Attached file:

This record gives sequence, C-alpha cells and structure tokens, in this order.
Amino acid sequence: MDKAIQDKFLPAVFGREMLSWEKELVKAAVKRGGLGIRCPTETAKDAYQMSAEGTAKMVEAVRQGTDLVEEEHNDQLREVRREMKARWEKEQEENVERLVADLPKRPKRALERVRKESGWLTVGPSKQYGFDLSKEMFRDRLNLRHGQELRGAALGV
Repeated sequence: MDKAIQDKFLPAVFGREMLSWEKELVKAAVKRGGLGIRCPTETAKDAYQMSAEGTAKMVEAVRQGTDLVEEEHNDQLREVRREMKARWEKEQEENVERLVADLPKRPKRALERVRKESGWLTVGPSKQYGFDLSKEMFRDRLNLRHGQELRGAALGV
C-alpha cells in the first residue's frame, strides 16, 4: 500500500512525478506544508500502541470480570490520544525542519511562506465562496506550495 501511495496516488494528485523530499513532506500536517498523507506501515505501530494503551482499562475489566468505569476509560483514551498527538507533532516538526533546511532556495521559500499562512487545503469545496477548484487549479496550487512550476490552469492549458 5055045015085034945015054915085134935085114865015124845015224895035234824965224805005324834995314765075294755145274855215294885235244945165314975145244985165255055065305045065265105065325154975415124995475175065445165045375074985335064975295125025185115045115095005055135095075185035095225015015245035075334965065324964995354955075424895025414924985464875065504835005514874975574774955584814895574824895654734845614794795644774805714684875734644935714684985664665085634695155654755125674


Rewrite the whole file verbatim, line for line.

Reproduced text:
This record gives sequence, C-alpha cells and structure tokens, in this order.
Amino acid sequence: MDKAIQDKFLPAVFGREMLSWEKELVKAAVKRGGLGIRCPTETAKDAYQMSAEGTAKMVEAVRQGTDLVEEEHNDQLREVRREMKARWEKEQEENVERLVADLPKRPKRALERVRKESGWLTVGPSKQYGFDLSKEMFRDRLNLRHGQELRGAALGV
Repeated sequence: MDKAIQDKFLPAVFGREMLSWEKELVKAAVKRGGLGIRCPTETAKDAYQMSAEGTAKMVEAVRQGTDLVEEEHNDQLREVRREMKARWEKEQEENVERLVADLPKRPKRALERVRKESGWLTVGPSKQYGFDLSKEMFRDRLNLRHGQELRGAALGV
C-alpha cells in the first residue's frame, strides 16, 4: 500500500512525478506544508500502541470480570490520544525542519511562506465562496506550495 501511495496516488494528485523530499513532506500536517498523507506501515505501530494503551482499562475489566468505569476509560483514551498527538507533532516538526533546511532556495521559500499562512487545503469545496477548484487549479496550487512550476490552469492549458 5055045015085034945015054915085134935085114865015124845015224895035234824965224805005324834995314765075294755145274855215294885235244945165314975145244985165255055065305045065265105065325154975415124995475175065445165045375074985335064975295125025185115045115095005055135095075185035095225015015245035075334965065324964995354955075424895025414924985464875065504835005514874975574774955584814895574824895654734845614794795644774805714684875734644935714684985664665085634695155654755125674